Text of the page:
Storytelling is a sacred activity in Māori culture. It was all spoken word before literacy came to New Zealand with the Europeans and their missionaries. One of the most well known folkloric stories that has survived the test of time is that of the Whale Rider Paikea. Yes, this bloke and the girl in the film share a name because her father wanted to spite Koro for not grieving the loss of his daughter-in-law. Anyway, the myth goes that Paikea's brother Ruatapu became angry when their father elevated Pai's rank. Ruatapu's mother was a slave-woman, so her son could never be as respected as his brother. This pissed him off enough to build a waka and lure all of his high-born brothers (including Pai) into it and later try to drown them out in the ocean. While Ruatapu was busying murdering the other brothers, Pai recited an incantation that called the humpback whales to carry him back to shore. Fin. [Pun intended.] So, Ruatapu's father was kind of a jerk, Koro was (at times) a massive dick. Pai called and rode the whales. Other Pai did the same. Hmm...

Yeah, well, Māori society is patriarchal. Because of that origin story, all leaders in the tribe have been first-born males, giving no chance to anyone who might actually do well in said role. Rachelle mentioned during the presentation that it is a fundamental belief in their culture that women lead from behind. This gives them some modicum of power—Nanny Flowers and her poker circle, Uncle Rawiri's girlfriend, the school teacher, Pai herself—and that is probably why it is so difficult for Koro to accept Pai's own mana. He is bound by custom and fears his tribe's loss of respect for tradition, so he himself cannot welcome Pai as a leader until she proves, time and again, that she is 'meant to be' the next Whale Rider. Her father's choice to sire her "Paikea" is an insult to Koro because of the name's all-important meaning...but, eventually, the elder 'changes his mind' about her. D'aww.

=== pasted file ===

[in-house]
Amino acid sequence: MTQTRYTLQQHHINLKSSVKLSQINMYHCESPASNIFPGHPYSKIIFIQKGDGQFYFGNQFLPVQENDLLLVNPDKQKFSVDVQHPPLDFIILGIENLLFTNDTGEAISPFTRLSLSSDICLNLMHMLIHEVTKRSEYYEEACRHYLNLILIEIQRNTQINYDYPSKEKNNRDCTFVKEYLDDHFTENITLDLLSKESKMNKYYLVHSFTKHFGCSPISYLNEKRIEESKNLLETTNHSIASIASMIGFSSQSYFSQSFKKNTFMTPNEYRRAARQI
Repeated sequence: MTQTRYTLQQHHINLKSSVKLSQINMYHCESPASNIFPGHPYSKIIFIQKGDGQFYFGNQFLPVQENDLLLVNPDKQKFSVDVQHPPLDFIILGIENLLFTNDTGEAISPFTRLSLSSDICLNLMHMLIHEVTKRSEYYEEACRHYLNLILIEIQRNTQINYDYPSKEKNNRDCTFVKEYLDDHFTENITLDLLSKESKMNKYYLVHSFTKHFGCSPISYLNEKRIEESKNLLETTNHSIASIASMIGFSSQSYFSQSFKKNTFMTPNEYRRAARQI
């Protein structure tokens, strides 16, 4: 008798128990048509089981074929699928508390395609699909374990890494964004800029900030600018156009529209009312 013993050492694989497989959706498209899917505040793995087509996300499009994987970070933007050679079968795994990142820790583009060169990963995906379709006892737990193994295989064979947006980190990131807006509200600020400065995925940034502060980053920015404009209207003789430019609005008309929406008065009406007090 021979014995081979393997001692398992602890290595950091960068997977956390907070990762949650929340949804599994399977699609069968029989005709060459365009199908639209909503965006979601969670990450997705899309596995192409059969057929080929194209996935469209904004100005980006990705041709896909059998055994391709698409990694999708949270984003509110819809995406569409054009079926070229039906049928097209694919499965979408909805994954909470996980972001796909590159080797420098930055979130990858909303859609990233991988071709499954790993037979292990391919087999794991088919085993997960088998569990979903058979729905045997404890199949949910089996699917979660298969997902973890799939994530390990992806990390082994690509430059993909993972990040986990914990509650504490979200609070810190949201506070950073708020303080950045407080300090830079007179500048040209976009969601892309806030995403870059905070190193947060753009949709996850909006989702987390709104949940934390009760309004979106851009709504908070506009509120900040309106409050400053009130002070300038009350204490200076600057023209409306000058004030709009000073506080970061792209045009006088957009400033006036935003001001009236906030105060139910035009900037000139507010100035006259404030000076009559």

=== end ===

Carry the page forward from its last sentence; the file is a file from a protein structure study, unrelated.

This trailer shows a few of the cultural aspects present in the movie.

Pai was brought up to appreciate her heritage. Compared to all of the first-born boys in the village (and her own father), she appears best suited for the role of tribal leader. She takes the time to learn mau rakau, listens in on Koro's lessons, and memorizes that heart-breaking speech in honor of her beloved grandfather. She calls to the whales and they beach themselves. It is only when Nanny Flowers reveals to Koro the carved whale tooth that Pai retrieved from the bottom of the sea that he realizes she was always meant to be their leader. She was also riding a gigantic whale sooo that was a bit of a clue. :\

Pai at her recital, dedicatedly wearing tribal dress and tā moko face paint.

That brings me to the film's conclusion. Did Paikea die? What was said to Koro on the telephone before he went to the hospital? Did he die of heartbreak, and were they both spirits on the waka celebrating the fact that the tribe had finally come together over her sacrifice? (There was another major advancement on that front: women were performing haka and rowing the canoe alongside their male counterparts. Huzzah!) It seems to me that Caro wanted to leave all of that up for interpretation by her audience. I first saw this movie around the age of eleven and I did not remember seeing any scene after Pai let go of the whale underwater. It is possible that my eyes were drowning in tears at the time (some movies can do that to me so easily), but I find such a large gap in memory hard to reconcile. Was it simply my brain assuming that the girl was gone? Dunno. Deep stuff, that. How do you interpret the ending? I know in class everyone was going a tad mental over the whole thing, so share your thoughts!